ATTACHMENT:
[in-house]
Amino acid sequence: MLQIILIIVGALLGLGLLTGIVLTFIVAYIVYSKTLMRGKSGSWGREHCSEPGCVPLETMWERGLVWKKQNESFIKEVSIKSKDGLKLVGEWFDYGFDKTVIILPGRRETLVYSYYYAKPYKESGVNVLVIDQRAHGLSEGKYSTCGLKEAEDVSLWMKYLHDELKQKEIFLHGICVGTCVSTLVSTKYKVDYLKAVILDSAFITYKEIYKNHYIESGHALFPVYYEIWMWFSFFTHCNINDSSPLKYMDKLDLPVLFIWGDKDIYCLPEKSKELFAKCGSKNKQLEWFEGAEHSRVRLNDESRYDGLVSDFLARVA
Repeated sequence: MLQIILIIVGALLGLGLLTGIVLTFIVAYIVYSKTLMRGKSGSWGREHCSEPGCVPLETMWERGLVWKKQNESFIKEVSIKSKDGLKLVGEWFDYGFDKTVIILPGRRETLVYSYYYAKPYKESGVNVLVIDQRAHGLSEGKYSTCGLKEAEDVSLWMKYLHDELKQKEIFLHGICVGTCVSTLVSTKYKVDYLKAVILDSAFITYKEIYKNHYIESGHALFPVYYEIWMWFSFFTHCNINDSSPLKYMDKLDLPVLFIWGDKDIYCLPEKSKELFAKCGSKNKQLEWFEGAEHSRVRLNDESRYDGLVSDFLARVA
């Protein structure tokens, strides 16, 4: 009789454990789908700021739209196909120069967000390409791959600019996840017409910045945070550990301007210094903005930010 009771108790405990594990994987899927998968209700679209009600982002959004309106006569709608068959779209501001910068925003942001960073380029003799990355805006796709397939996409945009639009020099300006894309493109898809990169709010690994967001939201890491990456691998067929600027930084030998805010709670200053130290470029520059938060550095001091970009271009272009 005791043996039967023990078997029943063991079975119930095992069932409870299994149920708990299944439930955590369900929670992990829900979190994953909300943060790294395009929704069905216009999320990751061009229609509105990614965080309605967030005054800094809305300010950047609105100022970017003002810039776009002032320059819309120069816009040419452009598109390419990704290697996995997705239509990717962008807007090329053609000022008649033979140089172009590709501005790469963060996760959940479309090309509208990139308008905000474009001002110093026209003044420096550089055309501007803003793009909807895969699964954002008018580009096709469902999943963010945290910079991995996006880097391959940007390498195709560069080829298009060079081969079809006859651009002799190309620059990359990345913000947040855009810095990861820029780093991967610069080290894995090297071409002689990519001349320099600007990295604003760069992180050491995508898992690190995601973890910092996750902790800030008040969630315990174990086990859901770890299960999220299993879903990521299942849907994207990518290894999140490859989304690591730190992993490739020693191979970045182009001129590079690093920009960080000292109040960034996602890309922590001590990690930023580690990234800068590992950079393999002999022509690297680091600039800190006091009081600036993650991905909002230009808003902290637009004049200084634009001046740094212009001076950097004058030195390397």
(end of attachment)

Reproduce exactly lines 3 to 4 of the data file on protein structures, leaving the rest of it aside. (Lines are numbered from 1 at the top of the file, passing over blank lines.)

Repeated sequence: MLQIILIIVGALLGLGLLTGIVLTFIVAYIVYSKTLMRGKSGSWGREHCSEPGCVPLETMWERGLVWKKQNESFIKEVSIKSKDGLKLVGEWFDYGFDKTVIILPGRRETLVYSYYYAKPYKESGVNVLVIDQRAHGLSEGKYSTCGLKEAEDVSLWMKYLHDELKQKEIFLHGICVGTCVSTLVSTKYKVDYLKAVILDSAFITYKEIYKNHYIESGHALFPVYYEIWMWFSFFTHCNINDSSPLKYMDKLDLPVLFIWGDKDIYCLPEKSKELFAKCGSKNKQLEWFEGAEHSRVRLNDESRYDGLVSDFLARVA
């Protein structure tokens, strides 16, 4: 009789454990789908700021739209196909120069967000390409791959600019996840017409910045945070550990301007210094903005930010 009771108790405990594990994987899927998968209700679209009600982002959004309106006569709608068959779209501001910068925003942001960073380029003799990355805006796709397939996409945009639009020099300006894309493109898809990169709010690994967001939201890491990456691998067929600027930084030998805010709670200053130290470029520059938060550095001091970009271009272009 005791043996039967023990078997029943063991079975119930095992069932409870299994149920708990299944439930955590369900929670992990829900979190994953909300943060790294395009929704069905216009999320990751061009229609509105990614965080309605967030005054800094809305300010950047609105100022970017003002810039776009002032320059819309120069816009040419452009598109390419990704290697996995997705239509990717962008807007090329053609000022008649033979140089172009590709501005790469963060996760959940479309090309509208990139308008905000474009001002110093026209003044420096550089055309501007803003793009909807895969699964954002008018580009096709469902999943963010945290910079991995996006880097391959940007390498195709560069080829298009060079081969079809006859651009002799190309620059990359990345913000947040855009810095990861820029780093991967610069080290894995090297071409002689990519001349320099600007990295604003760069992180050491995508898992690190995601973890910092996750902790800030008040969630315990174990086990859901770890299960999220299993879903990521299942849907994207990518290894999140490859989304690591730190992993490739020693191979970045182009001129590079690093920009960080000292109040960034996602890309922590001590990690930023580690990234800068590992950079393999002999022509690297680091600039800190006091009081600036993650991905909002230009808003902290637009004049200084634009001046740094212009001076950097004058030195390397």